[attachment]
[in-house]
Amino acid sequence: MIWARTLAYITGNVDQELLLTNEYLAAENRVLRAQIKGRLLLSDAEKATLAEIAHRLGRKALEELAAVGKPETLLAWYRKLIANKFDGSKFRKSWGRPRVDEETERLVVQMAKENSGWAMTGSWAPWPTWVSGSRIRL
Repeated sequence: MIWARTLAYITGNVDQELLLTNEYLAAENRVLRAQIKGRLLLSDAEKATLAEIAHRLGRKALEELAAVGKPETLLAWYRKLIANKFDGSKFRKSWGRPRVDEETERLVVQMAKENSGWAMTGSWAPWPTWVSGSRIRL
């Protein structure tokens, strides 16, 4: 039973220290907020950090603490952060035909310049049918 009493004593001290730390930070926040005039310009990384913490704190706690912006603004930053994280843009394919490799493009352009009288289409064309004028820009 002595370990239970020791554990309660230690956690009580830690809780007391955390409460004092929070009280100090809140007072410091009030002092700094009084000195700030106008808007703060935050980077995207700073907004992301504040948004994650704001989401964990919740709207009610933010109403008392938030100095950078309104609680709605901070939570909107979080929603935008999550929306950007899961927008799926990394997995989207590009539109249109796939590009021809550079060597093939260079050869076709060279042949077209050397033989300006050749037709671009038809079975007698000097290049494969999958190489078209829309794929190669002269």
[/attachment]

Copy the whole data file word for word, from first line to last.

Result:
[in-house]
Amino acid sequence: MIWARTLAYITGNVDQELLLTNEYLAAENRVLRAQIKGRLLLSDAEKATLAEIAHRLGRKALEELAAVGKPETLLAWYRKLIANKFDGSKFRKSWGRPRVDEETERLVVQMAKENSGWAMTGSWAPWPTWVSGSRIRL
Repeated sequence: MIWARTLAYITGNVDQELLLTNEYLAAENRVLRAQIKGRLLLSDAEKATLAEIAHRLGRKALEELAAVGKPETLLAWYRKLIANKFDGSKFRKSWGRPRVDEETERLVVQMAKENSGWAMTGSWAPWPTWVSGSRIRL
């Protein structure tokens, strides 16, 4: 039973220290907020950090603490952060035909310049049918 009493004593001290730390930070926040005039310009990384913490704190706690912006603004930053994280843009394919490799493009352009009288289409064309004028820009 002595370990239970020791554990309660230690956690009580830690809780007391955390409460004092929070009280100090809140007072410091009030002092700094009084000195700030106008808007703060935050980077995207700073907004992301504040948004994650704001989401964990919740709207009610933010109403008392938030100095950078309104609680709605901070939570909107979080929603935008999550929306950007899961927008799926990394997995989207590009539109249109796939590009021809550079060597093939260079050869076709060279042949077209050397033989300006050749037709671009038809079975007698000097290049494969999958190489078209829309794929190669002269």